David Cameron does big solemn occasions well. He’s skilled at taking a statement above the usual tit-for-tat partisan exchanges in the Commons. Everyone knows that, as does the Prime Minister, which is why he made the statement on the Francis Report rather than the Health Secretary. The Tories know that turning the response to this inquiry into a political football would not serve the party well, given Labour’s 16-point lead in the polls on the NHS.
The tone was sombre, with the Prime Minister apologising for the suffering caused by failures at the Mid Staffordshire NHS trust. He also emphasised that today was not about hunting down scapegoats, even though some are calling for the resignation of Sir David Nicholson as NHS chief executive. But though he sought to make the tone of today’s statement apolitical, with Andy Burnham, who was Health Secretary at the time, nodding his head in a agreement at a number of points in the statement, the Prime Minister did point to one part of the government’s response which could well spark political tensions with the opposition.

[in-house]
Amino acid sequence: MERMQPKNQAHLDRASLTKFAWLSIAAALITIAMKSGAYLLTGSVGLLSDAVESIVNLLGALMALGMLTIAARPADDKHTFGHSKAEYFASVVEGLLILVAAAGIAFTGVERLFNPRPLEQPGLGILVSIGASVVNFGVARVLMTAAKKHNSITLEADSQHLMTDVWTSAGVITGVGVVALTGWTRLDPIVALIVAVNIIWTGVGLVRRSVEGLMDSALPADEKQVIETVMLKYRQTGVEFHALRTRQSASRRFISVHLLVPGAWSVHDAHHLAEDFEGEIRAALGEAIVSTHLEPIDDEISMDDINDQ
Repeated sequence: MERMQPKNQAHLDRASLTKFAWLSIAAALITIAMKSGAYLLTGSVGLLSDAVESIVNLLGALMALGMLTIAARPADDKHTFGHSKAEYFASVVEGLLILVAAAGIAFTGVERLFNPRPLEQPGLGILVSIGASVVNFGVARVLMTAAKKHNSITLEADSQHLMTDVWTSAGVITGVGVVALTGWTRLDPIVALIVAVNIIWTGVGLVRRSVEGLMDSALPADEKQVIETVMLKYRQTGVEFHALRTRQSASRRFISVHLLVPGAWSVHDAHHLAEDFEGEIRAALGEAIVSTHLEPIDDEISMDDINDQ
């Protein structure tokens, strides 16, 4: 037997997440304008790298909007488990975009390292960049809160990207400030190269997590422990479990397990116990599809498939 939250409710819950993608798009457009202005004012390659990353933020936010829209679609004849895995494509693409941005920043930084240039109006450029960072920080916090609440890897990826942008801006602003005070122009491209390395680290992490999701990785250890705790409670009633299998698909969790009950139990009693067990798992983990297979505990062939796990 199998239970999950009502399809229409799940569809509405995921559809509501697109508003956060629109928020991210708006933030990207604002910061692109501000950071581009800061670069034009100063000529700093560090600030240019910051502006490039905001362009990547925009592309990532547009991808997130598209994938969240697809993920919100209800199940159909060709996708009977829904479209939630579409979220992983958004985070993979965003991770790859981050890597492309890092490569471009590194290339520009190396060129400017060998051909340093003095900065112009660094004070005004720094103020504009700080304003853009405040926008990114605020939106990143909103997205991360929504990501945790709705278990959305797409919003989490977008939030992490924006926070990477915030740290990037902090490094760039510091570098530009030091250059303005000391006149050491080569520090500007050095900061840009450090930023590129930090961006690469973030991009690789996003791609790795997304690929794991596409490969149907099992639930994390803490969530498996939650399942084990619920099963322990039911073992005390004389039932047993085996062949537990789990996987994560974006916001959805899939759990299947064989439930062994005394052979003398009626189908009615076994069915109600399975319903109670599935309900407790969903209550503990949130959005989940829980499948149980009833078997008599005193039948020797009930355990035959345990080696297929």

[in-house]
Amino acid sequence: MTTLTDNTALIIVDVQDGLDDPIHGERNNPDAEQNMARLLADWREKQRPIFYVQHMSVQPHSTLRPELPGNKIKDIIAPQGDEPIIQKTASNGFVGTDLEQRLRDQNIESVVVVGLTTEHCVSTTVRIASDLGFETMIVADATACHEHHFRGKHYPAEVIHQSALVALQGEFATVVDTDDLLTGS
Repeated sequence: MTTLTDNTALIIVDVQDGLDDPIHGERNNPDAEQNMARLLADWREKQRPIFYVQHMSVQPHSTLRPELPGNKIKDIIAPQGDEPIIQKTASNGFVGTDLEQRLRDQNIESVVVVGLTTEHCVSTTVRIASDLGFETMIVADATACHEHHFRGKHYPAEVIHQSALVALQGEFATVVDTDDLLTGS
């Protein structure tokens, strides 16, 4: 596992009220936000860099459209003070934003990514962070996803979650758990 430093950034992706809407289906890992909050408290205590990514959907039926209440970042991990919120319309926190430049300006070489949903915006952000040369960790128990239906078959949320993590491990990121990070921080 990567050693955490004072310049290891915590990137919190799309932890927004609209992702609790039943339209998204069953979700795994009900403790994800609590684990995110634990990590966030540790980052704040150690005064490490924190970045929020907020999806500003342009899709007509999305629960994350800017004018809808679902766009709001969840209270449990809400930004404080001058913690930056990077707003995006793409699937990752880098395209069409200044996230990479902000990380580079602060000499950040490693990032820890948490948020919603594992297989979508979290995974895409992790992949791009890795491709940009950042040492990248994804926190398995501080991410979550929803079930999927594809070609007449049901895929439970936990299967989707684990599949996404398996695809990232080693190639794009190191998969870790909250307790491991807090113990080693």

It is difficult to disagree with his emphasis on a culture of care in the health service, but the Prime Minister did also tell MPs that he was minded to support performance-related pay for staff. He said:
‘Nurses should be hired and promoted on the basis of having compassion as a vocation, not just academic qualifications. We need a style of leadership from senior nurses which means poor practice is not tolerated and is driven off the wards. Another issue is whether pay should be linked to quality of care rather than just time served at a hospital. I favour this approach.’
Given the reaction of the teaching unions to performance-related pay, doing the same for nurses could well be difficult for Labour to support, and when such proposals come to Parliament, there is unlikely to be such a solemn tone in the Chamber as there was today.